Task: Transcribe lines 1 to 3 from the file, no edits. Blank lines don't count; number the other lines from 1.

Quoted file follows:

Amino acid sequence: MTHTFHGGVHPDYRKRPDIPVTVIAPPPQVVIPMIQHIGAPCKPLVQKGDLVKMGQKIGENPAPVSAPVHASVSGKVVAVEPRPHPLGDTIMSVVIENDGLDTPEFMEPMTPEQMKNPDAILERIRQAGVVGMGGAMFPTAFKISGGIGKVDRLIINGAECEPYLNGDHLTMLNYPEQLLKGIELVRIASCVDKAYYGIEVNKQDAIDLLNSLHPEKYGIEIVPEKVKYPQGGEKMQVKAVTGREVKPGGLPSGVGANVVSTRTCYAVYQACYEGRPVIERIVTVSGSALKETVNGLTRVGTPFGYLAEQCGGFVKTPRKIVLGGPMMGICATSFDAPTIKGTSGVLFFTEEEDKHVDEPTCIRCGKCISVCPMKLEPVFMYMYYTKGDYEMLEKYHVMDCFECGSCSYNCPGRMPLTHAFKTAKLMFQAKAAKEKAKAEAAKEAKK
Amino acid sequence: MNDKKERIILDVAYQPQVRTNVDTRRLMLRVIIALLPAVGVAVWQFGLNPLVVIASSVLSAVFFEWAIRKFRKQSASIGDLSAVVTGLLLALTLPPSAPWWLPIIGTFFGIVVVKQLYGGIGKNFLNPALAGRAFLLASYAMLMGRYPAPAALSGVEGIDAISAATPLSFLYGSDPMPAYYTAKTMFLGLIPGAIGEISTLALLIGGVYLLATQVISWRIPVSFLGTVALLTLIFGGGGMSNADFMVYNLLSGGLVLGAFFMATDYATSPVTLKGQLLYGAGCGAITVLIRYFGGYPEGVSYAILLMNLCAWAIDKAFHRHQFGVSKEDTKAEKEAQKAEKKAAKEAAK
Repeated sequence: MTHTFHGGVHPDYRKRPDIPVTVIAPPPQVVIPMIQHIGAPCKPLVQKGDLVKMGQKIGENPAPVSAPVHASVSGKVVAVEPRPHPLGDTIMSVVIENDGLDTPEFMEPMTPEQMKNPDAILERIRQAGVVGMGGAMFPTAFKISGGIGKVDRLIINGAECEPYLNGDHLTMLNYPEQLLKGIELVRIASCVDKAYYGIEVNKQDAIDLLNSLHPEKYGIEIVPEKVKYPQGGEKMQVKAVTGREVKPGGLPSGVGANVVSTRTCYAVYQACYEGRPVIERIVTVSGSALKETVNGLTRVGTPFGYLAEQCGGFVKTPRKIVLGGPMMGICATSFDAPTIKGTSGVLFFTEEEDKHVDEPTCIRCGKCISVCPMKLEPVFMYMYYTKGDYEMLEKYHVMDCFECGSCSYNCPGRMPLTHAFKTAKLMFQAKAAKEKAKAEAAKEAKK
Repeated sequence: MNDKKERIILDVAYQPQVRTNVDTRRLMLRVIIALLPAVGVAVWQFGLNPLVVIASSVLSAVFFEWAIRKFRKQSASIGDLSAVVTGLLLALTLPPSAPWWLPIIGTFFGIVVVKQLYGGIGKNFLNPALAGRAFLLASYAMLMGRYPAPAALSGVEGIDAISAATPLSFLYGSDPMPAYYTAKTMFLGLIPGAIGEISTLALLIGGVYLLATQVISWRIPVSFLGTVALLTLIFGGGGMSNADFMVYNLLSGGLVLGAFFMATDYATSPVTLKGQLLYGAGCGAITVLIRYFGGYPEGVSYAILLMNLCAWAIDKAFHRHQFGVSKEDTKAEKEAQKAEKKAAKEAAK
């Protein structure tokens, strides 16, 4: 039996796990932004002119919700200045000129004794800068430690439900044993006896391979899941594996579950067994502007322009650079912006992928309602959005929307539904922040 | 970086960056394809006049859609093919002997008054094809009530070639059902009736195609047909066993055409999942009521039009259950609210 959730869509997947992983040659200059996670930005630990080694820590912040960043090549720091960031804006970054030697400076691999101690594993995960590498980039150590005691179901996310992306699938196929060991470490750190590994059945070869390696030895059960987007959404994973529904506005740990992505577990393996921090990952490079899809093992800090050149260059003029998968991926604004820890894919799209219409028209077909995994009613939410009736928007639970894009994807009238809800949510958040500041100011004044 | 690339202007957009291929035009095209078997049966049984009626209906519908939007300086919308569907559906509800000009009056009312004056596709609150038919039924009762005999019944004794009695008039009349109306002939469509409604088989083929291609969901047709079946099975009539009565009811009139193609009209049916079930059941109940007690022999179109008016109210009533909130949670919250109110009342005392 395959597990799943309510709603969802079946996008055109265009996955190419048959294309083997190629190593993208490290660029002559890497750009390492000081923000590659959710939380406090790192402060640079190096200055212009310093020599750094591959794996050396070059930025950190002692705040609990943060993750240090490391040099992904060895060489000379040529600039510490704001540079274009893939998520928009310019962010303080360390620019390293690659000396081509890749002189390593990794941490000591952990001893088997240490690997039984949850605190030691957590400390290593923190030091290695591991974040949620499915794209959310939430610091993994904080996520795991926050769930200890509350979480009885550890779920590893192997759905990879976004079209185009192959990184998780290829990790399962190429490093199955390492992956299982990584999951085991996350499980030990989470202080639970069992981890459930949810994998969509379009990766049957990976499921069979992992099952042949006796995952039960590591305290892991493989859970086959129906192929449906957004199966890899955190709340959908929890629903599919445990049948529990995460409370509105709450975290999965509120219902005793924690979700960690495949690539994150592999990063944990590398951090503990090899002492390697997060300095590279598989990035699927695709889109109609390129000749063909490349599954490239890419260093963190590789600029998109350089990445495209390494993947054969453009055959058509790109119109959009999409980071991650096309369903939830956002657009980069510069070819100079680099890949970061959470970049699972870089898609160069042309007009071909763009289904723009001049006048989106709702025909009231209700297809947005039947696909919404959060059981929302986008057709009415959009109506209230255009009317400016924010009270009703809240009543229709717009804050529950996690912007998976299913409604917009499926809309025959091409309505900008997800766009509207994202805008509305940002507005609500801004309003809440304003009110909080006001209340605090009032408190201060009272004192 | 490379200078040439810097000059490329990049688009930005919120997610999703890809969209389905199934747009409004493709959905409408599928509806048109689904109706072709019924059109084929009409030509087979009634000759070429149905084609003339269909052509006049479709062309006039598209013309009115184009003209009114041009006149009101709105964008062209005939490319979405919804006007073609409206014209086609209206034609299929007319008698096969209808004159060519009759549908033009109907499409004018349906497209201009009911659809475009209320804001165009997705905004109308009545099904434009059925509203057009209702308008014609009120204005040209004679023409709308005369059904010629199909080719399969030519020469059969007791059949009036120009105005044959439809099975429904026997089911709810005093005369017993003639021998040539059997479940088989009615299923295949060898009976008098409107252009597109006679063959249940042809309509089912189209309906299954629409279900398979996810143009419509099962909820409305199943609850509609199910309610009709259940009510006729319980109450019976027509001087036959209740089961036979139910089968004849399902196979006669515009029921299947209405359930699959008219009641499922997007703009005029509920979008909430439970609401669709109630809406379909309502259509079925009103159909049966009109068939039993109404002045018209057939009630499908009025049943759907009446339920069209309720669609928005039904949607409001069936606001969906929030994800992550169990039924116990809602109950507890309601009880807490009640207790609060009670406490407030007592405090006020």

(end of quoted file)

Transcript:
Amino acid sequence: MTHTFHGGVHPDYRKRPDIPVTVIAPPPQVVIPMIQHIGAPCKPLVQKGDLVKMGQKIGENPAPVSAPVHASVSGKVVAVEPRPHPLGDTIMSVVIENDGLDTPEFMEPMTPEQMKNPDAILERIRQAGVVGMGGAMFPTAFKISGGIGKVDRLIINGAECEPYLNGDHLTMLNYPEQLLKGIELVRIASCVDKAYYGIEVNKQDAIDLLNSLHPEKYGIEIVPEKVKYPQGGEKMQVKAVTGREVKPGGLPSGVGANVVSTRTCYAVYQACYEGRPVIERIVTVSGSALKETVNGLTRVGTPFGYLAEQCGGFVKTPRKIVLGGPMMGICATSFDAPTIKGTSGVLFFTEEEDKHVDEPTCIRCGKCISVCPMKLEPVFMYMYYTKGDYEMLEKYHVMDCFECGSCSYNCPGRMPLTHAFKTAKLMFQAKAAKEKAKAEAAKEAKK
Amino acid sequence: MNDKKERIILDVAYQPQVRTNVDTRRLMLRVIIALLPAVGVAVWQFGLNPLVVIASSVLSAVFFEWAIRKFRKQSASIGDLSAVVTGLLLALTLPPSAPWWLPIIGTFFGIVVVKQLYGGIGKNFLNPALAGRAFLLASYAMLMGRYPAPAALSGVEGIDAISAATPLSFLYGSDPMPAYYTAKTMFLGLIPGAIGEISTLALLIGGVYLLATQVISWRIPVSFLGTVALLTLIFGGGGMSNADFMVYNLLSGGLVLGAFFMATDYATSPVTLKGQLLYGAGCGAITVLIRYFGGYPEGVSYAILLMNLCAWAIDKAFHRHQFGVSKEDTKAEKEAQKAEKKAAKEAAK
Repeated sequence: MTHTFHGGVHPDYRKRPDIPVTVIAPPPQVVIPMIQHIGAPCKPLVQKGDLVKMGQKIGENPAPVSAPVHASVSGKVVAVEPRPHPLGDTIMSVVIENDGLDTPEFMEPMTPEQMKNPDAILERIRQAGVVGMGGAMFPTAFKISGGIGKVDRLIINGAECEPYLNGDHLTMLNYPEQLLKGIELVRIASCVDKAYYGIEVNKQDAIDLLNSLHPEKYGIEIVPEKVKYPQGGEKMQVKAVTGREVKPGGLPSGVGANVVSTRTCYAVYQACYEGRPVIERIVTVSGSALKETVNGLTRVGTPFGYLAEQCGGFVKTPRKIVLGGPMMGICATSFDAPTIKGTSGVLFFTEEEDKHVDEPTCIRCGKCISVCPMKLEPVFMYMYYTKGDYEMLEKYHVMDCFECGSCSYNCPGRMPLTHAFKTAKLMFQAKAAKEKAKAEAAKEAKK